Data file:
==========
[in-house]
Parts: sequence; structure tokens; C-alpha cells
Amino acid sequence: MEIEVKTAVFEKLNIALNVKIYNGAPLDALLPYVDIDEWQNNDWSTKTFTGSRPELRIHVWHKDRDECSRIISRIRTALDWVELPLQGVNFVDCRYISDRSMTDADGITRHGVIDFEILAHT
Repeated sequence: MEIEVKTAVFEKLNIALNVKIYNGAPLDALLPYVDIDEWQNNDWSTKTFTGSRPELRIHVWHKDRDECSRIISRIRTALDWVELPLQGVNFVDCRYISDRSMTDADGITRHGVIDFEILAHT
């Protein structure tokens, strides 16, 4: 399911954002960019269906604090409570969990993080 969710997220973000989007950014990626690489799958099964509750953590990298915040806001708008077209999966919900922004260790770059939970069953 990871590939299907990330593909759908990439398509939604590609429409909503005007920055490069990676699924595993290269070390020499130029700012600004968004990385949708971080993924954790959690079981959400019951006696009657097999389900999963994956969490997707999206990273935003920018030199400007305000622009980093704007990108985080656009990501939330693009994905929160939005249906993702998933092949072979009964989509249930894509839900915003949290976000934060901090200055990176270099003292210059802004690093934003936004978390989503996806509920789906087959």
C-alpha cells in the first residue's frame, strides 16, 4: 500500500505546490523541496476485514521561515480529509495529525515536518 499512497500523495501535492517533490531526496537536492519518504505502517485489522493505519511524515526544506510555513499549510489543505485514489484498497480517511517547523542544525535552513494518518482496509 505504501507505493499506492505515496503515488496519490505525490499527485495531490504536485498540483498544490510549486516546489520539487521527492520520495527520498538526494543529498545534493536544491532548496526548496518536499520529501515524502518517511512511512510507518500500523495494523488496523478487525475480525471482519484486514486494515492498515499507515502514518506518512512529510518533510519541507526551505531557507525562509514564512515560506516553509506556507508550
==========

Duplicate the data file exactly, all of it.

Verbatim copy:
[in-house]
Parts: sequence; structure tokens; C-alpha cells
Amino acid sequence: MEIEVKTAVFEKLNIALNVKIYNGAPLDALLPYVDIDEWQNNDWSTKTFTGSRPELRIHVWHKDRDECSRIISRIRTALDWVELPLQGVNFVDCRYISDRSMTDADGITRHGVIDFEILAHT
Repeated sequence: MEIEVKTAVFEKLNIALNVKIYNGAPLDALLPYVDIDEWQNNDWSTKTFTGSRPELRIHVWHKDRDECSRIISRIRTALDWVELPLQGVNFVDCRYISDRSMTDADGITRHGVIDFEILAHT
């Protein structure tokens, strides 16, 4: 399911954002960019269906604090409570969990993080 969710997220973000989007950014990626690489799958099964509750953590990298915040806001708008077209999966919900922004260790770059939970069953 990871590939299907990330593909759908990439398509939604590609429409909503005007920055490069990676699924595993290269070390020499130029700012600004968004990385949708971080993924954790959690079981959400019951006696009657097999389900999963994956969490997707999206990273935003920018030199400007305000622009980093704007990108985080656009990501939330693009994905929160939005249906993702998933092949072979009964989509249930894509839900915003949290976000934060901090200055990176270099003292210059802004690093934003936004978390989503996806509920789906087959």
C-alpha cells in the first residue's frame, strides 16, 4: 500500500505546490523541496476485514521561515480529509495529525515536518 499512497500523495501535492517533490531526496537536492519518504505502517485489522493505519511524515526544506510555513499549510489543505485514489484498497480517511517547523542544525535552513494518518482496509 505504501507505493499506492505515496503515488496519490505525490499527485495531490504536485498540483498544490510549486516546489520539487521527492520520495527520498538526494543529498545534493536544491532548496526548496518536499520529501515524502518517511512511512510507518500500523495494523488496523478487525475480525471482519484486514486494515492498515499507515502514518506518512512529510518533510519541507526551505531557507525562509514564512515560506516553509506556507508550